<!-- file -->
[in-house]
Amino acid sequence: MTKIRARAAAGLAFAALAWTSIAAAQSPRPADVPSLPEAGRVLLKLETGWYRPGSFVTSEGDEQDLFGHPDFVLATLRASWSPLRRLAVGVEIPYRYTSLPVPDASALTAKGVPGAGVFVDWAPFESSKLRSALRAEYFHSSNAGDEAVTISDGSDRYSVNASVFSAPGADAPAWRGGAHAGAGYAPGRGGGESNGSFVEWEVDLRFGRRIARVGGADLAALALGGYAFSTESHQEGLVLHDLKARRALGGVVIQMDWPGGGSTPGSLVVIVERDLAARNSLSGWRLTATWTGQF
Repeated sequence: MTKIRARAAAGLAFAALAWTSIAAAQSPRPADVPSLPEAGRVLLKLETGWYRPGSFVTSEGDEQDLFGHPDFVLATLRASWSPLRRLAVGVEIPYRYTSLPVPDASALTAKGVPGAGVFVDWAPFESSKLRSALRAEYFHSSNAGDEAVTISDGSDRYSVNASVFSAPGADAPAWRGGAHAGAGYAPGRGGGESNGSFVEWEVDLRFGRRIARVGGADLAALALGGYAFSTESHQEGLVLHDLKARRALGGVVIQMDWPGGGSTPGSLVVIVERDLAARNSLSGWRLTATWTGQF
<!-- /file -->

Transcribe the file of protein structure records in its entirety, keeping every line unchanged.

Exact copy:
[in-house]
Amino acid sequence: MTKIRARAAAGLAFAALAWTSIAAAQSPRPADVPSLPEAGRVLLKLETGWYRPGSFVTSEGDEQDLFGHPDFVLATLRASWSPLRRLAVGVEIPYRYTSLPVPDASALTAKGVPGAGVFVDWAPFESSKLRSALRAEYFHSSNAGDEAVTISDGSDRYSVNASVFSAPGADAPAWRGGAHAGAGYAPGRGGGESNGSFVEWEVDLRFGRRIARVGGADLAALALGGYAFSTESHQEGLVLHDLKARRALGGVVIQMDWPGGGSTPGSLVVIVERDLAARNSLSGWRLTATWTGQF
Repeated sequence: MTKIRARAAAGLAFAALAWTSIAAAQSPRPADVPSLPEAGRVLLKLETGWYRPGSFVTSEGDEQDLFGHPDFVLATLRASWSPLRRLAVGVEIPYRYTSLPVPDASALTAKGVPGAGVFVDWAPFESSKLRSALRAEYFHSSNAGDEAVTISDGSDRYSVNASVFSAPGADAPAWRGGAHAGAGYAPGRGGGESNGSFVEWEVDLRFGRRIARVGGADLAALALGGYAFSTESHQEGLVLHDLKARRALGGVVIQMDWPGGGSTPGSLVVIVERDLAARNSLSGWRLTATWTGQF